Giving Back to the Community
Giving back to the community and providing stewardship to our grateful donors.
As a not-for-profit health care organization MHYHC is committed to the community by giving back in the following ways, just to name a few:
- Providing free screenings, health education classes and community events
- Providing palliative care to support the chronically ill
- Underwriting charity care to the underinsured, uninsured and those that cannot afford to pay for healthcare – to the tune of over $10M /yr.
Howard Young Foundation, Inc. is growing, but we know we have much, much more to do.
Howard Young Foundation, Inc. (HYF) is a charitable, not-for-profit health care organization established in 1984 to actively build and sustain philanthropic support for the health and wellness initiatives in the communities served. HYF provides funding for health related services and programs for Howard Young Medical Center and Ministry Eagle River Memorial Hospital, making a positive and long lasting impact on the Northwoods area.
Fulfilling the Vision…
On behalf of our proud donors HYF recently funded a number of MHYHC requests, including but not limited to the following:
- In August 2012, the Foundation provided $1.2M in funding for a new da Vinci® robotic surgical system for HYMC. The da Vinci price tag totaled $2.4 million. The Foundation and Ministry split the cost, each contributing $1.2 million. This is a gift from the community to the community in every aspect. Donors to the Foundation, including hospital employees, physicians and especially the people of this community who made charitable gifts in support of the Foundation’s Special Gift Initiative made this a reality. Without this generous support, bringing the da Vinci to the Northwoods would have never been possible. Patients across the Northwoods and the Upper Peninsula of Michigan now have access to state-of-the-art surgical technology that was previously unavailable this close to home. No longer will patients and their families have to drive hours for procedures that can be done here. HYMC is now the second Ministry hospital to offer robotic surgery, joining Ministry St. Joseph’s Hospital in Marshfield, WI where the technology has been in place for several years.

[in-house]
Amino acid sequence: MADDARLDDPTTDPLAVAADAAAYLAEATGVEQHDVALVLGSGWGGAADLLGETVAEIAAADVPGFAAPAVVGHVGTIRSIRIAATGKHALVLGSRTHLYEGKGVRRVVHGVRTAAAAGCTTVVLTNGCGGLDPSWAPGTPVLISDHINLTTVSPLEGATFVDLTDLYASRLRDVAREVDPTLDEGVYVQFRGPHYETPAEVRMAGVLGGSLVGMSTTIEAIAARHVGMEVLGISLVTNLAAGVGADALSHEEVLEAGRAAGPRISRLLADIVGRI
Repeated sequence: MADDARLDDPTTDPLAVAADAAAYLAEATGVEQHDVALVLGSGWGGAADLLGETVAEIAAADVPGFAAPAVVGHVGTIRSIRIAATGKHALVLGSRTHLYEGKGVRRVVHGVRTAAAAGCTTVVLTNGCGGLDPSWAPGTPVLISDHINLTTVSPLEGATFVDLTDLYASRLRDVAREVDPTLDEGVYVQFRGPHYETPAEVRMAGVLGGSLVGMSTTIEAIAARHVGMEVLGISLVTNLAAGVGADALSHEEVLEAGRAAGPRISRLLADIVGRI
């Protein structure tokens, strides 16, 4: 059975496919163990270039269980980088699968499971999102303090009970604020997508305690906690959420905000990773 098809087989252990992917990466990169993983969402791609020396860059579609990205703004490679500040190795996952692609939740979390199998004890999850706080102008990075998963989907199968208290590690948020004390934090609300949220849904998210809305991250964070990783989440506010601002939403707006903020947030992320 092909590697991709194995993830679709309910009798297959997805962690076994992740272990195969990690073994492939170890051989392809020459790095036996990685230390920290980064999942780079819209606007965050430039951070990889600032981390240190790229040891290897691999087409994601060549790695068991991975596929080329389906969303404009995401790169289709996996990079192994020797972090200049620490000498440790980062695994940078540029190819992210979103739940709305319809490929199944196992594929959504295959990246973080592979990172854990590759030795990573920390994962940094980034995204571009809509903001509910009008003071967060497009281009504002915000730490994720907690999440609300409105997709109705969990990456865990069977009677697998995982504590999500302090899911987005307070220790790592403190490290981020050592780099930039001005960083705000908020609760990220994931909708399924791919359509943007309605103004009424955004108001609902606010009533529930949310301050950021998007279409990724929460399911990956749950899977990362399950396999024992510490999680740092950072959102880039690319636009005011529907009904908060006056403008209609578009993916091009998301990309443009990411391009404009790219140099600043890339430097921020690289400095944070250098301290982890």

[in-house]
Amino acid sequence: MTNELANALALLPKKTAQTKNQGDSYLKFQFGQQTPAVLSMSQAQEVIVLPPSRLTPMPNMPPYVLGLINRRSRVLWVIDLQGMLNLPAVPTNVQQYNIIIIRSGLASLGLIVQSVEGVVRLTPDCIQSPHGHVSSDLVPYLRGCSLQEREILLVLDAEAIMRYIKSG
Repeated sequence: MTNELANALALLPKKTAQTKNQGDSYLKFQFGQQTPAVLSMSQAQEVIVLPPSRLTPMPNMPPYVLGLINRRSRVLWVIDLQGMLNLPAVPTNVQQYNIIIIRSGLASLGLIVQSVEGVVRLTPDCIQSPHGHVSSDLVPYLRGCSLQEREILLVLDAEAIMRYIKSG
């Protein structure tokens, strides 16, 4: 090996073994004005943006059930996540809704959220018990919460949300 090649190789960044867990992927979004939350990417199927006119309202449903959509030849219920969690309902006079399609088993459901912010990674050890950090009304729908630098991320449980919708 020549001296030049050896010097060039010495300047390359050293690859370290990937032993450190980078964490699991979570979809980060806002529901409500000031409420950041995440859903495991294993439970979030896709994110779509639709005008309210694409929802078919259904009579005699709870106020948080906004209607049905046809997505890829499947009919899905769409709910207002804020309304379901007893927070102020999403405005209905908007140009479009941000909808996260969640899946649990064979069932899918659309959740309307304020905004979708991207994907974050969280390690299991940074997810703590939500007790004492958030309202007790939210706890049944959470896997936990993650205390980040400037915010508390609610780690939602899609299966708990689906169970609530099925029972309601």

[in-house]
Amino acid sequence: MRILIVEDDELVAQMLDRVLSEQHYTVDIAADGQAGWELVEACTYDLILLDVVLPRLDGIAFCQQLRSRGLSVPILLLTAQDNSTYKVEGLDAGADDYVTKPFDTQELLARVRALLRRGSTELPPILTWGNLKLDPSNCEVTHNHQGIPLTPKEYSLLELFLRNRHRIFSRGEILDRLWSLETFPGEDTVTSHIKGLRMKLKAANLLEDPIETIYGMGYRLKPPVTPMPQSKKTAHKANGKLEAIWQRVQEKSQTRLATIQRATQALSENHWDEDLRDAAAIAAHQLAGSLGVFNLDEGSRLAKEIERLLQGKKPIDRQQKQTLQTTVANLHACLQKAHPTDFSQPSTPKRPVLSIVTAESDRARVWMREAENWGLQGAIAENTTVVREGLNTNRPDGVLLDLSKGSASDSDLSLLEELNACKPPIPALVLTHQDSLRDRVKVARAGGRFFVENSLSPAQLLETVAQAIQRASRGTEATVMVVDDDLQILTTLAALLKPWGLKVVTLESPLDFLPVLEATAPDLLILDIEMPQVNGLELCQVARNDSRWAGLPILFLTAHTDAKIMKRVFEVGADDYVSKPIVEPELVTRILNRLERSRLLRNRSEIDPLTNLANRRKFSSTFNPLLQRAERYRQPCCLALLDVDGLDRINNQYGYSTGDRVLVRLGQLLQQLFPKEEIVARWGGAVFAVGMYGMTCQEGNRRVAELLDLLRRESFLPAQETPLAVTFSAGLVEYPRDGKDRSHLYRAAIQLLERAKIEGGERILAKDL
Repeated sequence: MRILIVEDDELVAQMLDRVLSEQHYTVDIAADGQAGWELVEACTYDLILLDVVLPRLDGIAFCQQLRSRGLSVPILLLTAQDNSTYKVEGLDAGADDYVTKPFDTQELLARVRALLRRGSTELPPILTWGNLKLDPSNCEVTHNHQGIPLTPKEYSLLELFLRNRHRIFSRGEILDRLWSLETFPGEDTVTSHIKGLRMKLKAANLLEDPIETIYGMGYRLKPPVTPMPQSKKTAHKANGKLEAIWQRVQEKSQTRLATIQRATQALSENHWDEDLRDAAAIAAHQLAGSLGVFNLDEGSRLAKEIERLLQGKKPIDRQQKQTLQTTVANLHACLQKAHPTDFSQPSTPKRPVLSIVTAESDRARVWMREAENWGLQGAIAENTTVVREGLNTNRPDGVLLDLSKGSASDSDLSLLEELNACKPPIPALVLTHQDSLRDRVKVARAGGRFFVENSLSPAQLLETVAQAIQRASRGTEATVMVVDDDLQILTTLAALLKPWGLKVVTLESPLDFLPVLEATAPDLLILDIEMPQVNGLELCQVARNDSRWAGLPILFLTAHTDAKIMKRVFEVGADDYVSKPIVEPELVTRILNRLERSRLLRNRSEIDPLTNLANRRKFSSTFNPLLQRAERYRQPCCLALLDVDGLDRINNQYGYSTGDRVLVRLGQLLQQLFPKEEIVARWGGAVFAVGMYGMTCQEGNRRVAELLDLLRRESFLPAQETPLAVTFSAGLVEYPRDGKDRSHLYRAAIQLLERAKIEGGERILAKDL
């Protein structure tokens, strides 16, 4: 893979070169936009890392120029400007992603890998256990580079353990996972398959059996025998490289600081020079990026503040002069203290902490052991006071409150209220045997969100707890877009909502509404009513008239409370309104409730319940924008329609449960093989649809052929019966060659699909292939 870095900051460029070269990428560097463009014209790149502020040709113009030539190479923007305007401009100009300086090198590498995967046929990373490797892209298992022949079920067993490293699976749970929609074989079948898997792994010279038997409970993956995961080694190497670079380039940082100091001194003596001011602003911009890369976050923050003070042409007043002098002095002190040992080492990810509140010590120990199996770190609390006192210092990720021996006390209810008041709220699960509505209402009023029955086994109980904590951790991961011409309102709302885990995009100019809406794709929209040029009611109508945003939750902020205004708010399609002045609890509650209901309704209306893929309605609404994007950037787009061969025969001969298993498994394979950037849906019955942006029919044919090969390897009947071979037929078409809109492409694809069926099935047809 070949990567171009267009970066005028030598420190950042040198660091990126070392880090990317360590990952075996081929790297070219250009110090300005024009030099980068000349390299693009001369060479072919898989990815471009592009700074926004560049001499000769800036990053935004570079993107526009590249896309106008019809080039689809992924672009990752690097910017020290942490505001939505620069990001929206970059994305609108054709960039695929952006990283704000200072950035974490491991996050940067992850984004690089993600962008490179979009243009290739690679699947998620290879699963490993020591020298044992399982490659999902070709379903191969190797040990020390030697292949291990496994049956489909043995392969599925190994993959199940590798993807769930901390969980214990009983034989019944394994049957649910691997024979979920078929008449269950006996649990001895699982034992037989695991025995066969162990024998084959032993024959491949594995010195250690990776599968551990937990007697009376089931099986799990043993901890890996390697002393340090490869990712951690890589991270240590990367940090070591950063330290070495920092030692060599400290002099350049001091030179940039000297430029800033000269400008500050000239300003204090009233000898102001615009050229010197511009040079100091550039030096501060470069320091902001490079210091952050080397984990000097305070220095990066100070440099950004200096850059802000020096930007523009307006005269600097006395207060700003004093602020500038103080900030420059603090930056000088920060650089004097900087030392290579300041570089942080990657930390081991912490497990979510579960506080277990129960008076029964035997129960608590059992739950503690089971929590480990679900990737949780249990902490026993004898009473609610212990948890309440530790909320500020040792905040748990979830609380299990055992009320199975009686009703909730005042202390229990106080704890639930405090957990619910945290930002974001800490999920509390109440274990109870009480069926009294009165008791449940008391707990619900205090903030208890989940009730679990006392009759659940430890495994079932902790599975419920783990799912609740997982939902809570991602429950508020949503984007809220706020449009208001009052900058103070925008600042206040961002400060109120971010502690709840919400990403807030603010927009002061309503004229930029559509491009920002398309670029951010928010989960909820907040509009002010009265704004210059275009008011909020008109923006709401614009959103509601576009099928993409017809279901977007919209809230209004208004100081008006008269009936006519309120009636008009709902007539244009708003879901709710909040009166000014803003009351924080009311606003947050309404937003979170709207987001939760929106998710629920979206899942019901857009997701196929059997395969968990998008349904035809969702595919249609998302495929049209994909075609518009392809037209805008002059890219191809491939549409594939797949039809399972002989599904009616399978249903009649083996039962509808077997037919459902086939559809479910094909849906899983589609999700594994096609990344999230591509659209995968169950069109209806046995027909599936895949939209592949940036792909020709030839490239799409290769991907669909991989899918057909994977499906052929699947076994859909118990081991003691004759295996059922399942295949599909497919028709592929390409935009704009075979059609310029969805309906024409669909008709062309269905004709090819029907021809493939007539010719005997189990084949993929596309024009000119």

The da Vinci surgery system allows the hospital to provide surgeons with state-of-the-art technology that can be applied in a comprehensive, minimally invasive surgical program across multiple specialties including procedures in gynecology, urology, and general surgery. Patients benefit from improved clinical outcomes, reduced pain, complications, and a quicker return to normal activities. The minimally invasive incisions also mean patients will heal faster and have shorter hospital stays.
- Four high fidelity patient simulators which represent the latest in technology valued at more than $100,000. Patient safety is of critical concern and simulation is now the preferred model for training of physicians, nurses and allied health professionals. Designated scenarios provide real-time situations and allow professionals to develop critical thinking and skills to respond to emergency situations away from the bedside. Simulators for adult, infant and pediatric systems closely mimic the physiologic functions of a human being. Some key features include: automatic drug reaction; lung, heart, and bowel sounds; real time heart rhythm; defibrillator capable; seizures and convulsions; speech capable; color change with intervention; eyes react to light; active airway manipulation; IV capable; bleeding capable; catheterization/urine capable; pulses; blood pressure and pulse oximetry register as real. The Birthing Simulator also includes: birth to a newborn; delivery in four different positions; the ability to simulate many fetal emergencies; and can produce fetal heart tones. Treating a critically ill infant requires a unique skill set that can only come from hands-on, real time experience. Knowing what to look for and how to find answers – quickly with no mistakes – is essential. All of the simulators are life size, providing another element of reality for clinicians. This kind of experience cannot come from critical care situations in practice. The stakes are simply too high and the patients too precious.